Luserna, Trentino/Alto Adige, Northern Italy. A small South Tyrolian mountain village with barely 300 inhabitants. Cellist Maria has returned to this isolated hamlet in which she was born, disenchanted with the competitive urban music industry. Her family consists of her ailing mother and a grieving sister in law, Maria’s brother having died in a fatal tractor accident. He had wanted to create a vineyard in the steep hills, as the region’s average temperature had increased due to climate change. The farm is debt-ridden. It is summer and the chair lifts and T-bars on the slopes are idle. You cannot help wondering whether winters here still produce enough snow for their use.
Maria’s grandfather once lead Luserna’s male choir. The peculiarity of the polyphone choir is that it sings in Zimbrian, a language that is still spoken in Luserna today. It is a mixture of old Bavarian and Italian, surviving only in remote mountain villages in the Alps of the Trentino region. The choir, Maria detects, still exists. But, its current members are all drunkards and even the choirmaster, Quirino, is never without his bottle of local spirits. He is nonetheless determined to take his choir to an international singing competition, and asks Maria for her help. Will their joint efforts lead to success?
It is a diminutive world that director Renzo Carbonera and his cinematographer Harald Erschbaumer present in startlingly beautiful images (and, naturally, sounds) to our eyes and ears. It is a microcosm, which mirrors global problems on our planet kaleidoscope-like. Everyone here will have to face the challenges of tomorrow, in this poetically poignant filmic plea against the temptation to give up.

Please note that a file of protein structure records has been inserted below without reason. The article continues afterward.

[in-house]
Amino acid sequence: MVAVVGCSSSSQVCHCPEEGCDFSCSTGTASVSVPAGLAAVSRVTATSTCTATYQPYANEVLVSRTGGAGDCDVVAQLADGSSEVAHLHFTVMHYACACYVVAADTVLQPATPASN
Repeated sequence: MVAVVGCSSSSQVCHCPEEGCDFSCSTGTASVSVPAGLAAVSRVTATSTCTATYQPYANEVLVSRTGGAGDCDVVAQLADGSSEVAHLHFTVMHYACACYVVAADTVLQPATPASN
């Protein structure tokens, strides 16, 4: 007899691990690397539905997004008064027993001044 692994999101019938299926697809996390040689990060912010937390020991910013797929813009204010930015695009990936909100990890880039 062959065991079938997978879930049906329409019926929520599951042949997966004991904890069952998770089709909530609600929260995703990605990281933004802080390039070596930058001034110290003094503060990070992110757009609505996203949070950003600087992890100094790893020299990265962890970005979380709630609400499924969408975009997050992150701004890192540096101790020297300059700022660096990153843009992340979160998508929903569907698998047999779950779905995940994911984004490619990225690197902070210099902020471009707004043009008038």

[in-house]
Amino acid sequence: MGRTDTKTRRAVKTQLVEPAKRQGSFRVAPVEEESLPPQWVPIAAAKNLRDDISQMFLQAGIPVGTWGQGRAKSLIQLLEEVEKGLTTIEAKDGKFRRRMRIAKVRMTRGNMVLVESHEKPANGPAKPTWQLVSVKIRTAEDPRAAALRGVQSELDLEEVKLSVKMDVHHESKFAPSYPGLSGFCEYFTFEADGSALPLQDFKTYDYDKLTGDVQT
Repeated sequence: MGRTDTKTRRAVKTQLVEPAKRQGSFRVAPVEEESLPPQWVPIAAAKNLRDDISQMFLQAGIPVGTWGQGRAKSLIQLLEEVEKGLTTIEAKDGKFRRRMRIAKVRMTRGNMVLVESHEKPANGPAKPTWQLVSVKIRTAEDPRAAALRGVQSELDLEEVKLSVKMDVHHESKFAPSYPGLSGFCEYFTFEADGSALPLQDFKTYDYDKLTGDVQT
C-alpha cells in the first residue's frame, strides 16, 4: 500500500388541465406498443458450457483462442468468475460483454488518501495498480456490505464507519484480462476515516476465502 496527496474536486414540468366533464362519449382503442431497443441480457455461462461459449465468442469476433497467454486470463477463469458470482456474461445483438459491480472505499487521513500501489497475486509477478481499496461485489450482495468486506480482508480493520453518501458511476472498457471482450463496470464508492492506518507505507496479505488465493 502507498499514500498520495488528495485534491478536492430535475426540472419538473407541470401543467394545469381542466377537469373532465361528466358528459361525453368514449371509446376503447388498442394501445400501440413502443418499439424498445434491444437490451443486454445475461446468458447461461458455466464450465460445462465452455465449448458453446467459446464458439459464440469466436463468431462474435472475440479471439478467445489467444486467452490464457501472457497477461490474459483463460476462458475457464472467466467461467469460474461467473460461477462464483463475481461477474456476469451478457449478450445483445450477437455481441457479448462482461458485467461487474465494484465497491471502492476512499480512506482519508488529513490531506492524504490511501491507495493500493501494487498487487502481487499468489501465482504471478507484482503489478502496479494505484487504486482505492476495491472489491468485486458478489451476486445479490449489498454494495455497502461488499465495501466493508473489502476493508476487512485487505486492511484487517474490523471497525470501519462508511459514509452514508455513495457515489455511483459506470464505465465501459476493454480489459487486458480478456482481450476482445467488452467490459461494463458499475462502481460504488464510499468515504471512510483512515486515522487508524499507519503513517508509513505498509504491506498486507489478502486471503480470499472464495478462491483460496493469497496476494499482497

18 November 2018 — 17:30 — Kino Atlantis
19 November 2018 — 21:00 — Kino im Stadthaus II
21 November 2018 — 14:00 — Kino im Stadthaus I
20 November 2018 — 20:00 — Kino I
21 November 2018 — 22:00 — Kino I
Renzo Carbonera (*1980), living in a region between Bavaria and the northeast of Italy, graduated from the University of Padova, Italy, with a thesis on British director Ken Loach and completed his master’s degree in audiovisual communication. All of his nine documentaries have been screened on a global scale. Furthermore, Carbonera directed two fiction short films among them, “Hemingway’s Pen” (2011), premiered at the Venice Days of the Venice Film Festival in 2011. “Resin” (2017), inspired by a true story, is Carbonera’s first feature-length film.